I’m going to go out on a limb here and say that most people hate budgeting. In fact, it can be a real point of contention in many married households with shared finances. But the reality is that budgeting is a crucial financial tool. Understanding that level of detail in your finances is one of the fundamental tools to maximize your financial potential. The key is moving through the four stages of budgeting to fit the current stage of your life. And the more diligent you are in the early stages, the quicker you’ll be able to progress through to the final stages.
The first stage: Detailed Budgeting
This is the first stage of budgeting, where everyone must start, hopefully while you’re still in school. At this stage your net worth is likely very low, or negative, due to student debt. You’re forced to budget – not because you want to, but because you have to. Your focus is on paying the bills for essentials, like tuition, rent, and sustenance and living within your means. Minimizing housing expenses and even eating PB&J for lunch every day is not out of the question. At this stage it is crucial to avoid the trap of credit card and other debt. The good news is that those who diligently budget at this stage will quickly graduate on to the other stages of budgeting. For those who’ve never mastered this stage, regardless of age, it’s never too late to start!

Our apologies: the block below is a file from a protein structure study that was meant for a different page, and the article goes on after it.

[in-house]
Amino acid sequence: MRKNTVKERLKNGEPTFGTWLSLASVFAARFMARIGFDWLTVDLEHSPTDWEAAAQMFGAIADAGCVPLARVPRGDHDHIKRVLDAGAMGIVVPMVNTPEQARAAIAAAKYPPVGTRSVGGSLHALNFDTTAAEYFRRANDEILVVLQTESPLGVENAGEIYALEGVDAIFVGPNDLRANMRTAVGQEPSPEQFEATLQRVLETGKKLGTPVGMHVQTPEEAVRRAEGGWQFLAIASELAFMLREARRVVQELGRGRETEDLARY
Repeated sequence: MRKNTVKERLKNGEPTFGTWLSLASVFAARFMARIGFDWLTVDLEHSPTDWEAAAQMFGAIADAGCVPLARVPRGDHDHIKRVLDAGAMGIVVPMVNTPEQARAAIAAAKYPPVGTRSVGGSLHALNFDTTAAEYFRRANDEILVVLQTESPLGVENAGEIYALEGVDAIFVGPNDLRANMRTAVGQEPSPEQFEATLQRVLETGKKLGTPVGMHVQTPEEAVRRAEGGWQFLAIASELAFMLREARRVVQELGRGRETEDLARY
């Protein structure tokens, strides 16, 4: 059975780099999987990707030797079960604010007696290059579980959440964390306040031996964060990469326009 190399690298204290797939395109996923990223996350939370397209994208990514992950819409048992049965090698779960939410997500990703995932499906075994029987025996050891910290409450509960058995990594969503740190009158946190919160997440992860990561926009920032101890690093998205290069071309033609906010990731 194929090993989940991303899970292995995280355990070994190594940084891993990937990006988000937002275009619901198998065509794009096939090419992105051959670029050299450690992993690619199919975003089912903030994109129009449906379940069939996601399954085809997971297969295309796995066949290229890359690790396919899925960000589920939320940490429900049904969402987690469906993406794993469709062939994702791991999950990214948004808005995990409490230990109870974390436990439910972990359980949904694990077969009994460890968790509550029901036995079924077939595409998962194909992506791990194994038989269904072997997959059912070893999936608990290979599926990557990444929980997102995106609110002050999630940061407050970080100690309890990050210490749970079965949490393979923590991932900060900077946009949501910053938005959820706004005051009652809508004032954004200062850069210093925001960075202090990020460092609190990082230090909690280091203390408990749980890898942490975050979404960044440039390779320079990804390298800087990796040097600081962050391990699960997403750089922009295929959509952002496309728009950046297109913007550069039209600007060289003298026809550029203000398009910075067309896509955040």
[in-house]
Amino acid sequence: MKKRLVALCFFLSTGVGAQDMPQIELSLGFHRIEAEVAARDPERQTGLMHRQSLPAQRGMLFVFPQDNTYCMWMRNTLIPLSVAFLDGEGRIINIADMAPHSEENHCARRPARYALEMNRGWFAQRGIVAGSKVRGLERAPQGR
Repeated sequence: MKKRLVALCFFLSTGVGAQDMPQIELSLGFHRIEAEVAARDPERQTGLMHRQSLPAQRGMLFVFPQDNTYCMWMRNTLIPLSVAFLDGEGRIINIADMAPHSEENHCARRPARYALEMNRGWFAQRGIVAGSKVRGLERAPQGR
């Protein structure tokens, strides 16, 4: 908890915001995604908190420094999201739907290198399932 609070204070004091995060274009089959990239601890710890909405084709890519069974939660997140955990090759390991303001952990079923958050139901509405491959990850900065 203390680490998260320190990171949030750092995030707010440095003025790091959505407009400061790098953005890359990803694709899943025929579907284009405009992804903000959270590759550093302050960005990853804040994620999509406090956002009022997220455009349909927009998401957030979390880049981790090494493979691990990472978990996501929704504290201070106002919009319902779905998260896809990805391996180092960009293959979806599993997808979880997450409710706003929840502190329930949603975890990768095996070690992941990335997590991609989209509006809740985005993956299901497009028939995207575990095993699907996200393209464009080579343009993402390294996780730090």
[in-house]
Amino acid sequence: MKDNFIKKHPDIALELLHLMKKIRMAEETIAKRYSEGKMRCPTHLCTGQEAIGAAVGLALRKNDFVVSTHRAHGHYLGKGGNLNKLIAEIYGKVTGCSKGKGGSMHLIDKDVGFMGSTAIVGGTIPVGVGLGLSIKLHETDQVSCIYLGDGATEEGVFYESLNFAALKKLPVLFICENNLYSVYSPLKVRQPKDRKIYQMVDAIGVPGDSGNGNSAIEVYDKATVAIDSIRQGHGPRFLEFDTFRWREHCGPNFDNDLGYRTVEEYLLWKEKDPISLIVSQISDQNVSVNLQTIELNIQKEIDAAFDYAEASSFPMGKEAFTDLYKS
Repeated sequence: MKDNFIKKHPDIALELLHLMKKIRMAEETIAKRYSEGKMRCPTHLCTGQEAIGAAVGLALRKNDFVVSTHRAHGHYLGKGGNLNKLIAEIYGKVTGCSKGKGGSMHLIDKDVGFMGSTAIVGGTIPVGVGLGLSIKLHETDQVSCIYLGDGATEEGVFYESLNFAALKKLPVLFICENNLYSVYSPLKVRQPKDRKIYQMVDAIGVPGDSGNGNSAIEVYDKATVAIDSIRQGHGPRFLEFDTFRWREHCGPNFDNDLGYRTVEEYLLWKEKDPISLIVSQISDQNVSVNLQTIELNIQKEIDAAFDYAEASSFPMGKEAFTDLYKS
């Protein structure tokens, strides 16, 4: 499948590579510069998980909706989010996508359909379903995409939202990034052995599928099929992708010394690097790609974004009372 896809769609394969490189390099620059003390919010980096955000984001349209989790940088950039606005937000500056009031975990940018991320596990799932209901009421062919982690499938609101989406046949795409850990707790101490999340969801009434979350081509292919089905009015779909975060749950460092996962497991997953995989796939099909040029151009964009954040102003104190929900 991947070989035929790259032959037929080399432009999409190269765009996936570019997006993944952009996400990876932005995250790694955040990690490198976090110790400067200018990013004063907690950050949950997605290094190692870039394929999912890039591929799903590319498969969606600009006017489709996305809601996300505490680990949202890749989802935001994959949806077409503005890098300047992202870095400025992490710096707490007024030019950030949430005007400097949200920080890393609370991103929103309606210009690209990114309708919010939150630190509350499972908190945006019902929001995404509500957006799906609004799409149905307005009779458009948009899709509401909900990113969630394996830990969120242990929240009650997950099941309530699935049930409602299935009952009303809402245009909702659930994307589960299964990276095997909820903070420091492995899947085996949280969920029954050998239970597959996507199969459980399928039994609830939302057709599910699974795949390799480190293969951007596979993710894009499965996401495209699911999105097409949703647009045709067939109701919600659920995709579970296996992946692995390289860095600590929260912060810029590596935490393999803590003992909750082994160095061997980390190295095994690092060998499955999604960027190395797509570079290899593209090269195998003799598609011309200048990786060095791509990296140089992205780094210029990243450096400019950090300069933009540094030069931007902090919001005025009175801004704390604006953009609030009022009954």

While there are a number of budgeting tools available, some better than others, in our office we provide all our clients with access to an online client portal that allows them to aggregate their various checking, savings and credit cards to simplify the budgeting process. Over the years, I’ve met with people who have diligently kept written or excel based records of their expenditures, but this is rare, and for good reason! The process of manually tracking all your expenses is extremely time intensive. Having your expenses electronically tracked and categorized for your budget saves hours of time every month and allows you to focus on far more important things while still maintaining detailed and accurate monthly budgets.